I'm not going to wade too deep (yet) into the PGA of America's decision to not alter tee times Saturday in the face of a pretty bad forecast. Expecting different results again and again speaks to just how surreal the scene was Saturday as the PGA repeated its 2005 debacle in 2016. While a Monday finish is dreadful for all involved, this may be the Golf Gods making a statement about playing this PGA prior to the Olympics or in a time of year prone to this kind of weather. Or both.
I went back 11 years into the archives when GeoffShackelford.com debuted on Squarespace. Found were a few gems from the 2005 PGA debacle. That's when Sunday times were not moved up and the event finished on a Monday.
Bob Harig writing in 2005 for ESPN.com:
For most of the week, temperatures have hovered in the high 90s, with much humidity. You don't have to be Willard Scott to know these weather patterns present an excellent chance for thunderstorms, including lightning. The PGA of America, which is based in Palm Beach Gardens, Fla., where this kind of weather is prevalent in the summer, should know better.
Several players wondered why the tee times simply were not moved up. The PGA Tour does it all the time when there is a threat of bad weather. Better to move up the tee times and have nothing happen than to wait and face what we now face. It happened at last year's Masters, where Mickelson won by a stroke. Nobody seemed to mind that Mickelson's victory leap came an hour earlier. Certainly not those who were there and those who got to see it on live TV.
The first tee time Sunday morning was at 8. Had it been at 7, there is a chance the round could have been completed.
David Whitley in the Orlando Sentinel likened the 2005 situation at Baltusrol to one of the most embarrassing mistakes in TV sports history.
In 1968, NBC switched to the movie Heidi instead of sticking with the New York Jets-Oakland Raiders NFL game. New York led 32-29 at the time, but Oakland scored two touchdowns in nine seconds to win and set off outrage throughout sporting America.
Heidi, meet Kerry Haigh.
As the managing director for tournaments for the PGA of America, he had to explain why the final round wasn't moved up to allow for the possibility of rain. Of course, everybody already knew the answer.
What TV wants, TV gets. CBS wanted golf action to lead right into prime time. God forbid there would be any down time before 60 Minutes.
The situation in 2005 was made worse when we learned Phil Mickelson asked that times be moved up after not being able to see the ball well enough on Saturday night. His request was denied. Alan Shipnuck wrote:
In the Saturday twilight Mickelson had trouble seeing the breaks on the final few holes and afterward beseeched tournament officials to move up the tee times. This request was denied, and ignored, too, was a foreboding forecast for Sunday-afternoon lightning storms, which should have spurred the tournament and the network suits to send the players out early. The first lightning strikes arrived around 2:30 p.m., delaying play for 39 minutes and setting up a race against the darkness. When another storm rolled in, the final round was suspended for good at 6:35, forcing a morning restart for all the marbles.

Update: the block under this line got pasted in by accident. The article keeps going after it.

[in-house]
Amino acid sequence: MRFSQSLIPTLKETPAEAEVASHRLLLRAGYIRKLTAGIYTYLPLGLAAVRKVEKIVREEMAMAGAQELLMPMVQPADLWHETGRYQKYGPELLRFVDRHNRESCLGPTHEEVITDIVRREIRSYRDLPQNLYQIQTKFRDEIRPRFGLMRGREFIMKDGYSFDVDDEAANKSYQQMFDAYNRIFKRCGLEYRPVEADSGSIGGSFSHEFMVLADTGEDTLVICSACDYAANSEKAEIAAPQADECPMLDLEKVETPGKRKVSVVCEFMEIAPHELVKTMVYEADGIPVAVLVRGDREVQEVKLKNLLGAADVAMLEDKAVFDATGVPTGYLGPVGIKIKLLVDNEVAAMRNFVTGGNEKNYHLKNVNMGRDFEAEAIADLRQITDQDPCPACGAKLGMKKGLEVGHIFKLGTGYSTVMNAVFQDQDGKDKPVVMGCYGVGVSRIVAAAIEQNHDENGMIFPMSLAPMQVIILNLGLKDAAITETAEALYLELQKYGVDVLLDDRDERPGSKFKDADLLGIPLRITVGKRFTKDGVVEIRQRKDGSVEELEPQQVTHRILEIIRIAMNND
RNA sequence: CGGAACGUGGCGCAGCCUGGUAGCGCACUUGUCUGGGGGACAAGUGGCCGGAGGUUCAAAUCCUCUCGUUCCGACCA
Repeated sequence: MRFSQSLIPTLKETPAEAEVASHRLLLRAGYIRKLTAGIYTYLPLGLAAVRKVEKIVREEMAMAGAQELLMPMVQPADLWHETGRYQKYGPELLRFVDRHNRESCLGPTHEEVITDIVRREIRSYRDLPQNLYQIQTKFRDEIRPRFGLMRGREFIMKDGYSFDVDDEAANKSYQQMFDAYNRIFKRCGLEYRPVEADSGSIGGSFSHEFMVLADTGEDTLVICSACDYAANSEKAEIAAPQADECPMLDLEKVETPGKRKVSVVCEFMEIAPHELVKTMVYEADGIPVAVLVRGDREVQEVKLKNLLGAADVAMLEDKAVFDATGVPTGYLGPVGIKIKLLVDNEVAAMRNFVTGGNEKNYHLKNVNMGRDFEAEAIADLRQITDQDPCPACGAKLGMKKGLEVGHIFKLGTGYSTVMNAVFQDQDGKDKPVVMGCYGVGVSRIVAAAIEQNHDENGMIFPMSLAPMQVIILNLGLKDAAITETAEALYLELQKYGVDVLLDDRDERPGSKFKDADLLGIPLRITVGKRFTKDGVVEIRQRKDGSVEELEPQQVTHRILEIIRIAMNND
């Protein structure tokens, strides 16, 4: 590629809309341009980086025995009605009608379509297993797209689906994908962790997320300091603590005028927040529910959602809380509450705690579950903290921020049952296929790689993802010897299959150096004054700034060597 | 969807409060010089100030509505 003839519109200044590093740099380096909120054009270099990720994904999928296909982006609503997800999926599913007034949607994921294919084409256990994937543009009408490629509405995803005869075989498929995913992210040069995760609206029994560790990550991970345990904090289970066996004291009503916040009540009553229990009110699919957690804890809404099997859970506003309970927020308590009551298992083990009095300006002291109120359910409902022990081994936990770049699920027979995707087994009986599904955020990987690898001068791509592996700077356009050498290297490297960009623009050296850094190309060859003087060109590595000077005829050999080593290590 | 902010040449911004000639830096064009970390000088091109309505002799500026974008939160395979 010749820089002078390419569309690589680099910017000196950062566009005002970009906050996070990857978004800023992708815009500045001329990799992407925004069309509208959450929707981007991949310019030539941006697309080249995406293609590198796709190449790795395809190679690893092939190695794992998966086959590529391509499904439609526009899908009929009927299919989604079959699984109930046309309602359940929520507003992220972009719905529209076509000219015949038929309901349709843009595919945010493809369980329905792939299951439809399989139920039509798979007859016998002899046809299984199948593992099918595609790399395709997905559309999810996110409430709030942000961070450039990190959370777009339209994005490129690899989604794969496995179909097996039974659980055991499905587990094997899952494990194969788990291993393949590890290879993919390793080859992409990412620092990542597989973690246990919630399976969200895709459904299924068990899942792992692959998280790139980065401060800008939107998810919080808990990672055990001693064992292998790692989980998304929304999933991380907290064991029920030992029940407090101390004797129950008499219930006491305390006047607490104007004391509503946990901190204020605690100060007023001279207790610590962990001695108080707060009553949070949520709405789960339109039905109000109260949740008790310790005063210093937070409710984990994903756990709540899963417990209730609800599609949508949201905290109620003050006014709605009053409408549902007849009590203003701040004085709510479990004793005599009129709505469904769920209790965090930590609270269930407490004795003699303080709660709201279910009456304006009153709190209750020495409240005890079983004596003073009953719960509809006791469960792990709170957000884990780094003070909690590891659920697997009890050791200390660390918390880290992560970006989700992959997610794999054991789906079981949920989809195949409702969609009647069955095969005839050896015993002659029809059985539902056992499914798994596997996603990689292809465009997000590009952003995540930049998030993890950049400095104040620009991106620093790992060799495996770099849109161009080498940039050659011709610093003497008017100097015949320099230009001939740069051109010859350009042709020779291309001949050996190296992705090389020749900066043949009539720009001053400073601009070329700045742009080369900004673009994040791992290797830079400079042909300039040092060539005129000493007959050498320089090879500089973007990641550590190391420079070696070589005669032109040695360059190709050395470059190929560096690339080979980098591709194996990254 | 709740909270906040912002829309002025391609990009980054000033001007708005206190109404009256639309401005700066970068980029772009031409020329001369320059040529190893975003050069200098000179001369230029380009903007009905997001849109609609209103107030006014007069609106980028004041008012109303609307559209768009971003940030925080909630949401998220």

Then there was this back and forth in 2005 with Kerry Haigh where suggests they would end any event at 7, even if it wasn't on television.
Q. Truth be told, the weather forecast was far worse today than for any time of the week. There was just a chance of scattered showers early in the week and today every forecast I saw on The Weather Channel and locally were pretty certain it was going to happen.
KERRY HAIGH: The forecast was, I think, there was more of a chance of scattered showers but they were still scattered. If you look further to the south, they have had no activity at all, and we were within four or five miles of missing it ourselves. So I think the forecast was very accurate, that it was certainly very scattered. We were just unfortunate that it came too close and right on top of it.
Q. Let's see if he can drive this nail with a different hammer. You conduct a number of championships, some of which are not televised. If you were in like circumstance with a non televised championship, and you knew the details that you had today, would you err on the side of caution and adjust your time so that you didn't carry your championship over into the next day?
KERRY HAIGH: That's a good question. But no, I think we would have probably had we made all of our arrangements for a 7:00 finish and with all of the people and parties involved, we would have kept it the same.
Dave Anderson of the New York Times wrote back in 2005:
Maybe the organizers of the three major tournaments in the United States will realize that they should stop bowing to the Great God Television and schedule Sunday's final-round tee times early enough to better assure enough daylight, even if a playoff is necessary, for the finish.
The silver lining is simple enough: schedule the Sunday tee times in the best interests of the golfers and the golf fans, not for high ratings and the monetary interests of a network that demands a compelling lead-in to its prime-time shows.
Fast forward to 2016 and the explanations at least are just routing-based. From Cameron Morfit's golf.com story:
“It’s a major championship,” Haigh said, “and we want it to be run and perform as a major championship. We feel it’s important for all the players, in an ideal world, to play from the first tee and play the holes in order.”
Alex Myers with the scenarios for finishing. Few are very pretty based on the forecast.